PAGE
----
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    Re: The UOM (Bishop Williamson v. Bishop Sanborn)
    « Reply #26 on: September 11, 2017, 04:26:21 PM »
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  • No, I do not agree.
    Care to name - or better, quote - one?
    "Assuredly the infinite power of God is not bound by anything; all things obey it as so many passive instruments. In regard to this external principle, therefore, we must inquire which one of all the means in His power Christ did actually adopt."

    Pope Leo XIII, Satis Cognitum

    Offline tornpage

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    Re: The UOM (Bishop Williamson v. Bishop Sanborn)
    « Reply #27 on: September 11, 2017, 04:44:49 PM »
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  • Conflation, regardless of the Yeshiva think, namely "teaching new doctrine" vs. "teaching contrary to what must be held with divine and Catholic faith."

    Also, is it the TEACHING CHURCH or not?

    I can't believe this thread is still going.

    The whole thing is predicated upon Williamson's Psychedelic "Logic", which is demonstrably a fail, as usual.

    What am I missing here Torn?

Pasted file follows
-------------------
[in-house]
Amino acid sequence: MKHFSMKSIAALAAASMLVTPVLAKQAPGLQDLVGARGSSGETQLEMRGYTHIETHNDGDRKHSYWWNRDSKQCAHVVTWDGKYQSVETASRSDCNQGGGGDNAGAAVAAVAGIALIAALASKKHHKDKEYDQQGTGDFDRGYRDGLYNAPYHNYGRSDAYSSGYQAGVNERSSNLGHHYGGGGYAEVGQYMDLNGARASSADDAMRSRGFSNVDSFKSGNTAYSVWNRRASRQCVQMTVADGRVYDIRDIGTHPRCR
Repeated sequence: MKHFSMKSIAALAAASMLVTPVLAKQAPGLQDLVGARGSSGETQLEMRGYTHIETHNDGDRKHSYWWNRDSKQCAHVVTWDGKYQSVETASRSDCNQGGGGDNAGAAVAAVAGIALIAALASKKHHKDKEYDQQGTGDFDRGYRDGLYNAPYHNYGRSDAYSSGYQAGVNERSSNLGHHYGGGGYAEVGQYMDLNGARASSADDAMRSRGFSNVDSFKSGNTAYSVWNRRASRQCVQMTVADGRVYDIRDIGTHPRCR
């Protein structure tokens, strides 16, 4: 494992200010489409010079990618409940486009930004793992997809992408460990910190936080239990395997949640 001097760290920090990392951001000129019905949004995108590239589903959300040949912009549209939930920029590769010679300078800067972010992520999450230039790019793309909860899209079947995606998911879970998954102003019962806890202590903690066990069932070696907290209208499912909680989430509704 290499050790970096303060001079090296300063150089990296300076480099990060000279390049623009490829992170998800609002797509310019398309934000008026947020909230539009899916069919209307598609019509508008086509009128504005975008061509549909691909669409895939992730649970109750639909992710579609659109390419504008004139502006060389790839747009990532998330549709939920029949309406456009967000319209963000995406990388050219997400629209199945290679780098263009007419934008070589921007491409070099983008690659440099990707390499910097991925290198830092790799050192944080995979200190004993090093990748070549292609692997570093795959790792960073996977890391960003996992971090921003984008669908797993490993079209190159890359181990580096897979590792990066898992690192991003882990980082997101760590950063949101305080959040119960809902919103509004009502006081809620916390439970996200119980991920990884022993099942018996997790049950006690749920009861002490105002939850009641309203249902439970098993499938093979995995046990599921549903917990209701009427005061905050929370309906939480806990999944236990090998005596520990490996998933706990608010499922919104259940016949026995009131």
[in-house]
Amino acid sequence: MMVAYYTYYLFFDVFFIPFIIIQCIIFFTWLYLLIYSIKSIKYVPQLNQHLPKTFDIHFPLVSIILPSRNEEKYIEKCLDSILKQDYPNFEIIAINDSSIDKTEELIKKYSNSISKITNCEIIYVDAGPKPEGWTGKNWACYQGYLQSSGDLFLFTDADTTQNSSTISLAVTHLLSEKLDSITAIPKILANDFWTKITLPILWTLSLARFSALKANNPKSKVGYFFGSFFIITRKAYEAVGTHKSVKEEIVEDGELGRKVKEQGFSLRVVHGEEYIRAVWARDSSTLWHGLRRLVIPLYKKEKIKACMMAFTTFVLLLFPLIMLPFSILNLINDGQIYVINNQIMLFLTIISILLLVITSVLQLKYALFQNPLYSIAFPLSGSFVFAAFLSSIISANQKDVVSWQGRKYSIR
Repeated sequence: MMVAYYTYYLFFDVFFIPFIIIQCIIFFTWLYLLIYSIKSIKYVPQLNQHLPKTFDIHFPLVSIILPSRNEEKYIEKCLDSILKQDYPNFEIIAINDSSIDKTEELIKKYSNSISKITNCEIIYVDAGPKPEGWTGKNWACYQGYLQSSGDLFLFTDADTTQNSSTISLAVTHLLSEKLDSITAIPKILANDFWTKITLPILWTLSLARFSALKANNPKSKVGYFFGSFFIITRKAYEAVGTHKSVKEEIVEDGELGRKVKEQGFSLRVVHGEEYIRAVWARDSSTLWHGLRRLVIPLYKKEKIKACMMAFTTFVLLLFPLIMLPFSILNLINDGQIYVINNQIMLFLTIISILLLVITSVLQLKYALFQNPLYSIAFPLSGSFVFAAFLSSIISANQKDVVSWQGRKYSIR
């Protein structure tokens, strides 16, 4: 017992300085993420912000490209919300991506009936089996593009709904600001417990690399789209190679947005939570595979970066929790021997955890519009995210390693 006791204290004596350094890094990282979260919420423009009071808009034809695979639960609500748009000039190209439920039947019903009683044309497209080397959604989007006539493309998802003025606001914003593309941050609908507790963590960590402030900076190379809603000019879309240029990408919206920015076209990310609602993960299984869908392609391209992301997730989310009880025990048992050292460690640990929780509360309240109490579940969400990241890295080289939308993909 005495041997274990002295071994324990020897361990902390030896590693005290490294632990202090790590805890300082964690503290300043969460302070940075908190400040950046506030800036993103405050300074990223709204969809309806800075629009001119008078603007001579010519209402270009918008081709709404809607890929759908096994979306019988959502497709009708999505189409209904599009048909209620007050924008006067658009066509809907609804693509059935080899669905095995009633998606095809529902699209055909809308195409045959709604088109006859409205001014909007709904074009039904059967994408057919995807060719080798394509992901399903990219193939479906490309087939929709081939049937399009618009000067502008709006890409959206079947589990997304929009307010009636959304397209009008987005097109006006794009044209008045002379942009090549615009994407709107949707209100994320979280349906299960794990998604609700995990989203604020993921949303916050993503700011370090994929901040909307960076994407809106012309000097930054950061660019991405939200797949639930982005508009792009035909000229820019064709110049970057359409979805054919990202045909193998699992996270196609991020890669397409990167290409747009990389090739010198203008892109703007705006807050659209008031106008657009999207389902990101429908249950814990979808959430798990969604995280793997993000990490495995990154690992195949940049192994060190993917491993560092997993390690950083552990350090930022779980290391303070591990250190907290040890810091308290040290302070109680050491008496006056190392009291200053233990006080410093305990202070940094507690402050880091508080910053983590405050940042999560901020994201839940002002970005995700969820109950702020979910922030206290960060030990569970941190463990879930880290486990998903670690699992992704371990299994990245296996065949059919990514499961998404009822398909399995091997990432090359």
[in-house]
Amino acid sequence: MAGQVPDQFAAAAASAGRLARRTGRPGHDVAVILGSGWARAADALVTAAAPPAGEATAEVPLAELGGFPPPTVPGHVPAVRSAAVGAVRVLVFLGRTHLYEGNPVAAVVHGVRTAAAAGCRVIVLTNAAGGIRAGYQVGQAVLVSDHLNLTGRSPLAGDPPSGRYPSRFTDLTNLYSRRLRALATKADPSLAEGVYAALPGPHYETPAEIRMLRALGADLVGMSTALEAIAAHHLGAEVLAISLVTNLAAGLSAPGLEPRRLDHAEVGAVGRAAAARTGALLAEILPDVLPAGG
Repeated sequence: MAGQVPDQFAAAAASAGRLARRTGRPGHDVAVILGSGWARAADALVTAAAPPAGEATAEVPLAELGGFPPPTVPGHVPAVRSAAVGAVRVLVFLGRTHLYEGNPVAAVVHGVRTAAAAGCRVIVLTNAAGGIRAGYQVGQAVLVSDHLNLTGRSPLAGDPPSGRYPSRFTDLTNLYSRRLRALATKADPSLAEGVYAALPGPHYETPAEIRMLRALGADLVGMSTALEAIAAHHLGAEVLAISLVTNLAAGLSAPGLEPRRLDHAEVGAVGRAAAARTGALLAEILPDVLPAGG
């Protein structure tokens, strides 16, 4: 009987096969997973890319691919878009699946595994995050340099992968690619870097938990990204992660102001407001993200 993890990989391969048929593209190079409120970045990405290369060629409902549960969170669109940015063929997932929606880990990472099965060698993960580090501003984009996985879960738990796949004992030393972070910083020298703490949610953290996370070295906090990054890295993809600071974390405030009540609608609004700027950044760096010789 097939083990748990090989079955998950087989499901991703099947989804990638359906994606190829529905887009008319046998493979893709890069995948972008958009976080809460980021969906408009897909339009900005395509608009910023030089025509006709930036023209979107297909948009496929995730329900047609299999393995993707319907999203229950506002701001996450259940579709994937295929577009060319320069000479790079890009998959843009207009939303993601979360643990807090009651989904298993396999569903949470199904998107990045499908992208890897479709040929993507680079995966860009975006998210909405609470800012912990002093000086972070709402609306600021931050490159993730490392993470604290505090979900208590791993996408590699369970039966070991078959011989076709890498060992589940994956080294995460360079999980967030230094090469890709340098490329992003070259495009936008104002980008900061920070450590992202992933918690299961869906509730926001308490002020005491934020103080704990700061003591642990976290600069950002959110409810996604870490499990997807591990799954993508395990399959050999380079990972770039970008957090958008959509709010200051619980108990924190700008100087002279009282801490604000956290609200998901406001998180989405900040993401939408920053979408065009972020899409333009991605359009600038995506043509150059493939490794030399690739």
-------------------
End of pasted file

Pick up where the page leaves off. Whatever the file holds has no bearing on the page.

Right.

    The CE on the Infallible Magisterium:


    Quote
    Infallible magisterium

    These are the pope and the bishops, as successors to St. Peter and the Apostles. The promise of Divine assistance was given together with the command of teaching; it rests, therefore, in the same subjects, but is restricted to official, to the exclusion of private, acts regarding the deposit of faith.

    The official activity of teaching may be exercised either in the ordinary, or daily, magisterium, or by occasional solemn decisions. The former goes on uninterruptedly; the latter are called forth in times of great danger, especially of growing heresies. The promise of Divine assistance provides for the integrity of doctrine "all days, even to the consummation of the world" (Matthew 28:20). From the nature of the case it follows that individual bishops may fall into error, because ample provision is made when the entire teaching body of the Church and the supreme pastor in particular are protected by Providence. The "Ecclesia docens", as a whole, can never fall into error in matters of faith or morals, whether her teaching be the ordinary or the solemn; nor can the pope proclaim false doctrines in his capacity of supreme pastor of the universal Church. Without this prerogative, which is known by the name of Infallibility, the Divine promise of assistance would be a fallacy. To the right of teaching on the part of the "Ecclesia docens" naturally corresponds the obligation of hearing on the part of the "Ecclesia discens". Hearing is meant in the sense of submitting the understanding, and it is of a double nature, according as the teaching is, or is not, done under the guarantee of infallibility. The former submission is called assent of faith, the latter assent of religious obedience.